How to ask your parents about their estate plan

Asking your parents about their estate plan isn’t always easy, but in the end, it’s about making their wishes come to reality.

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Making plans for the end of life is important, but it’s a topic a lot of people tend to avoid. In fact, surveys show that some 60 percent of Americans lack a will or estate plan.

Yet, if you were to ask, most of them would assure you they want to care for their family after they die. They want to safeguard the assets they’ve carefully built over the years, keep them in the family, and make sure Uncle Sam doesn’t take the lion’s share.

How do you find out if your own parents have taken care of their plans? Adult children find it challenging to talk with their parents about such things. The subject can be sensitive and emotional. You may worry about appearing self-serving. Yet, it’s important for you to have such details so that you can be better prepared.

Here are some ways to make the topic easier to broach.

1. Watch for off-handed cues, such as your father mentioning his mortality or the reference to having attended a friend’s funeral. This is an opportunity to mention that as much as you don’t want to think about it, you want to respect their wishes, should a critical health situation come into play. Do they have an advance directive and power of attorney? Tell them you need to know in order to help carry out their wishes.

2. Ask your parents for advice on your own estate plan. Inquire as to how they have handled their own will or trust, and open with such questions as, “Who is on your team of professionals for your estate?” Refer to having reviewed your life insurance policy to make sure your beneficiaries are current and ask if they have checked theirs lately to make sure their beneficiaries are up to date.

3. Set an appointment to talk with your parents. If an opening does not come up to talk about this casually, set a time with them to discuss it. Let them know this meeting is about making sure their wishes for the future are respected. When you meet, assure them that you don’t want to guess about their desires and have some questions that address some delicate but important areas.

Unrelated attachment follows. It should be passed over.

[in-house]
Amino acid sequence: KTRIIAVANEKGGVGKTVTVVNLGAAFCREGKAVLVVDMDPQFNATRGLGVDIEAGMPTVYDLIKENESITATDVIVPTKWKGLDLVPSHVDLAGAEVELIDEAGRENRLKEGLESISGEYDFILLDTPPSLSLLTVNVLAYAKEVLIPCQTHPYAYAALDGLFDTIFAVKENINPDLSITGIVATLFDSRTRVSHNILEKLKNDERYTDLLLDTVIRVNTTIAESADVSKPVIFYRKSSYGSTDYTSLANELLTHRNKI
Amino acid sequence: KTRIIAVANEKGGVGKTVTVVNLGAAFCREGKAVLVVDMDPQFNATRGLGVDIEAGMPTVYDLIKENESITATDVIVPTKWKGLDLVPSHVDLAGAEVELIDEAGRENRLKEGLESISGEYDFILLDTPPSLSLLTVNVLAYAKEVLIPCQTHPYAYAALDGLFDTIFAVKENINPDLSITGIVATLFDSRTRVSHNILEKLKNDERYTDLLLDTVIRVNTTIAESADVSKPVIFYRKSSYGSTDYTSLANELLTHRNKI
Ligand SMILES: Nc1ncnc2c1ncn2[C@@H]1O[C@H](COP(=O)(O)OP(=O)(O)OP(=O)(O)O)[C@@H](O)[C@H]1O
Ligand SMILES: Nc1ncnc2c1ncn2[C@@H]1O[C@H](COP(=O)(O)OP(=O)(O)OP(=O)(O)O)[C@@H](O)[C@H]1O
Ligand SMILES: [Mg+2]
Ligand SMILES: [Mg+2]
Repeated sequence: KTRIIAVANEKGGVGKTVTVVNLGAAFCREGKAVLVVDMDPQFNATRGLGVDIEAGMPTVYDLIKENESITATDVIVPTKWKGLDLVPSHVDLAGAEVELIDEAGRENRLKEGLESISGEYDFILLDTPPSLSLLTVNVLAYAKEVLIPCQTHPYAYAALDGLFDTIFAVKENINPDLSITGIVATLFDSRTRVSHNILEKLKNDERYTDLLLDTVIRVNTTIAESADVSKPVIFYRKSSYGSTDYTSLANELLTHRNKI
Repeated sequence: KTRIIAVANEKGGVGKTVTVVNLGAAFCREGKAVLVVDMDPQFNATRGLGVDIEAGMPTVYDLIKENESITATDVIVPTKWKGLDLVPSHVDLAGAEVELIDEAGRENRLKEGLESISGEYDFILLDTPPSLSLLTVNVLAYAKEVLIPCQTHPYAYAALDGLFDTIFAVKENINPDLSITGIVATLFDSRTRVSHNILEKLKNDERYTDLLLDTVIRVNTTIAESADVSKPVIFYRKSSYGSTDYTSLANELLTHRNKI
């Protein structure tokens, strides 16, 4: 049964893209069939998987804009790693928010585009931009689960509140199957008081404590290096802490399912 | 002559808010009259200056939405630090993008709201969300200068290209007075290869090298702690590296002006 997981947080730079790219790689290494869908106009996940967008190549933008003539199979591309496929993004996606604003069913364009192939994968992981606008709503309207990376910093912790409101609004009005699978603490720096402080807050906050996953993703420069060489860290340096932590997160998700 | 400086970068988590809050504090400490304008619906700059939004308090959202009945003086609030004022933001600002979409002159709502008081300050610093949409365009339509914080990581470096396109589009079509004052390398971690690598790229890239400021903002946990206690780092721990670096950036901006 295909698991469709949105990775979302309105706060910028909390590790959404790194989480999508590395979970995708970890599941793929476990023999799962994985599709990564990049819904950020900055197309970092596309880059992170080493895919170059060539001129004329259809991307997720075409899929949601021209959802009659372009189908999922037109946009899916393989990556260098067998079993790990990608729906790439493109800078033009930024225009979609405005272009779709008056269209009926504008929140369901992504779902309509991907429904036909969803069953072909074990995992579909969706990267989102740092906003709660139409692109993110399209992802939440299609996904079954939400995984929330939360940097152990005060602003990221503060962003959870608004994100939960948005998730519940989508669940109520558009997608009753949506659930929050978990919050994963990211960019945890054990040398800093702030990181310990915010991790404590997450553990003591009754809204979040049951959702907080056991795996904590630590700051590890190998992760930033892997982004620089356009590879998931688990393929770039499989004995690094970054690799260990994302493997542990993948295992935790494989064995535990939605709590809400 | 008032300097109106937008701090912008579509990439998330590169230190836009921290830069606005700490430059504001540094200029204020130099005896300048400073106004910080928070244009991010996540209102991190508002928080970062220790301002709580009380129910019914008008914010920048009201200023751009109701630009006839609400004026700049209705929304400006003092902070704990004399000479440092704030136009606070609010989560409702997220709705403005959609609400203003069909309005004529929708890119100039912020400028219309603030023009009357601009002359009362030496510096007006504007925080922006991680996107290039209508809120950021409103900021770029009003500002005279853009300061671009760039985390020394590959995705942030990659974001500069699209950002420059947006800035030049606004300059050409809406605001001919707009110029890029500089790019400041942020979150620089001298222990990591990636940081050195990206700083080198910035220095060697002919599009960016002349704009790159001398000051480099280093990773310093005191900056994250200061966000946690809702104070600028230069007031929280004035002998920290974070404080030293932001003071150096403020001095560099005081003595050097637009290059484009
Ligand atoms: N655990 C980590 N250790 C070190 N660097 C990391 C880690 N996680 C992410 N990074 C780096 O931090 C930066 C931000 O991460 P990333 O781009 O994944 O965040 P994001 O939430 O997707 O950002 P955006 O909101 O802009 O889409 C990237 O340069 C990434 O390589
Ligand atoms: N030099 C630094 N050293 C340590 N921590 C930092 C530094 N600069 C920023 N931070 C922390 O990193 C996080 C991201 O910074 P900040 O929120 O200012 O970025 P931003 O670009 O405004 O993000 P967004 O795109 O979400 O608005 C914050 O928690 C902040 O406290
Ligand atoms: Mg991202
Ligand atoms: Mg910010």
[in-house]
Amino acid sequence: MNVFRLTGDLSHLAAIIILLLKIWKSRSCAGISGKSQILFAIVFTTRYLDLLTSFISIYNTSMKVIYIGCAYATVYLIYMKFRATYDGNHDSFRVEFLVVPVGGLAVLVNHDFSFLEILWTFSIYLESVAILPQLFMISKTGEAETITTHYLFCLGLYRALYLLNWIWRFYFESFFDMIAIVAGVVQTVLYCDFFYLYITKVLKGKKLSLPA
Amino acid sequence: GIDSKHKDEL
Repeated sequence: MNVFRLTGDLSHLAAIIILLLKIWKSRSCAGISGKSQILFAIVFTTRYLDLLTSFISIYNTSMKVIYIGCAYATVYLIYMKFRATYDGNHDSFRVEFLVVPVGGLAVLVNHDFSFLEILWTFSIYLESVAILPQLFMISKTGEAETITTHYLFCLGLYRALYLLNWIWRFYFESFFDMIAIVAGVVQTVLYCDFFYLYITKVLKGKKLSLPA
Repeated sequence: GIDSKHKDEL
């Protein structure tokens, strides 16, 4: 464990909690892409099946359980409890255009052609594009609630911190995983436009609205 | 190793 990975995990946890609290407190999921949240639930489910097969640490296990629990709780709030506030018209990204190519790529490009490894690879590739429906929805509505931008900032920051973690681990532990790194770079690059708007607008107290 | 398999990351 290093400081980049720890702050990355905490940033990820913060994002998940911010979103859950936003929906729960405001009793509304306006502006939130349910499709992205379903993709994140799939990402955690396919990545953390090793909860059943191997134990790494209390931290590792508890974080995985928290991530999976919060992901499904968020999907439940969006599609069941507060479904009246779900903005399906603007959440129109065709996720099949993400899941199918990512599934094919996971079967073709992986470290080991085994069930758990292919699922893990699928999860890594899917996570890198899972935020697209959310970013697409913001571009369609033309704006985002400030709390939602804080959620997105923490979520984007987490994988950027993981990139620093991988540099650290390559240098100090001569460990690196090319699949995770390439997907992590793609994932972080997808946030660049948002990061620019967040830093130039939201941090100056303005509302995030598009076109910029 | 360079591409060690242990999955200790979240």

Once the door opens for you to talk with them about this, be sure you don’t shut it quickly. Assure them you have asked for this conversation in order to make sure they are well taken care of.

Once you begin exploring the details, don’t put your parents on the defensive. Asking why your parents have decided certain things the way they have can cause sensitivity. Instead, as they share information, mirror this back to them so that they feel heard.

An example would be, “What I hear you saying, Mom, is that you prefer to be cremated rather than buried, is that right?” Take it slow, allow them to express feelings about the choices they have made for their future. If they are reticent to talk about money, tell them numbers are not important – you just want to make sure they have planned well for what lies ahead.

If you can set the stage for an honest and candid discussion, be sure you include addressing the following four things: (1) A will or trust with a coordinated estate plan; (2) an advance health care directive; (3) a durable power of attorney; and (4) a list of assets and where they store important documents you might need when the time comes.

Complete Article HERE!

The cost of not talking about death to dying patients

Will you know when it is your time to die? It is a question that has permeated my mind since July 14, 2017. This was the day my mother died. It was a sad day, but it pales in comparison to the months preceding it. A breast cancer that had returned aggressively, a hasty port placement to receive chemotherapy that was too late  and an ICU admission that began many futile interventions that never saved her life, but prolonged my mother’s suffering.